If I had the time, I'd scan and display the two ink drawings I made of Monaghan as he was saying these things that I wrote down in speech balloons ten years ago. But I don't have the time. I've got to teach Federal Jurisdiction soon, and I consider myself terribly fortunate to have that obligation.
UPDATE: Matt Barr, Chicago-Kent College of Law, class of 1994, writes:
The law school course most known for mystery and arcana? Federal jurisdiction? Aren't they teaching property law anymore? Kids today.ANOTHER UPDATE: Here's a nice email from John M. O'Connell:
I went into property development after law school and over the years never once came upon a real-life situation where I had to apply The Rule in Shelley's Case or the Rule Against Perpetuities or anything like Fee Simple Conditional to A with Life Estate to B, Remainder to B's children. I bet if I'd ever set foot in a federal court after law school, though, I'd've drawn on many useful things I learned in Federal Jurisdiction.
P.S., my Con Law professor taught Con Law as a "procedure" course as well, even to the extent where he pointed out that "substantive due process" is an oxymoron. I was fortunate enough to take the course from visiting professor John Hart Ely. (No non-giant in his field could have gotten away with such apostasy, I suspect.)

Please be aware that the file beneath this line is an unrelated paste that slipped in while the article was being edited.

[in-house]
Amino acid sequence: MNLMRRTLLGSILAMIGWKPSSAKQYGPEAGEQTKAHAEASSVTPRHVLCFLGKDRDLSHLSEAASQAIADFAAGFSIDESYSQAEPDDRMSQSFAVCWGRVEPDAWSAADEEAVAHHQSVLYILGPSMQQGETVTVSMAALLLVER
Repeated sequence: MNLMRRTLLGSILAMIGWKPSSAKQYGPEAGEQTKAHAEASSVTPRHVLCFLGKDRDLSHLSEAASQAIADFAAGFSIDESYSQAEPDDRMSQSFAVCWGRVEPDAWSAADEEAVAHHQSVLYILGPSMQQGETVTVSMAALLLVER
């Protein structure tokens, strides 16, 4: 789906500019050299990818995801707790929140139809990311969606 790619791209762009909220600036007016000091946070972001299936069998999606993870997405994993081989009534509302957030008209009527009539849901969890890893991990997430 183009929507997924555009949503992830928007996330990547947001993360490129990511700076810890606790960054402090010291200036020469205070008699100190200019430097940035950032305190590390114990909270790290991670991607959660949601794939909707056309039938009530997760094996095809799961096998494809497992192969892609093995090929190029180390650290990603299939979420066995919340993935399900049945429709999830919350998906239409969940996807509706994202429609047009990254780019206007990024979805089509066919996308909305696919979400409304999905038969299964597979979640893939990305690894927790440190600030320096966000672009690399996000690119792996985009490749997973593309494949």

Thanks so much for the wonderful anecdote about Professor Monaghan. I am a Columbia Law School Class of 1993 grad who had the honor of sitting for two of Professor Monaghan's classes: Constitutional Law and Federal Courts. The second was particularly memorable, as Professor Wechsler, for the last time, taught the final third of the course. Professor Monaghan often called Wechsler the greatest legal mind to pass through Columbia (high praise!). Wechsler's diminished hearing made interactions with the class awkward, but his description of the behind the scenes details of New York Times v. Sullivan were riveting (including the story of Justice Brennan's wink to Mrs. Wechsler during oral argument in another matter some time after the Sullivan argument--but before the decision was announced--which Wechsler took to mean that Sullivan would go his way).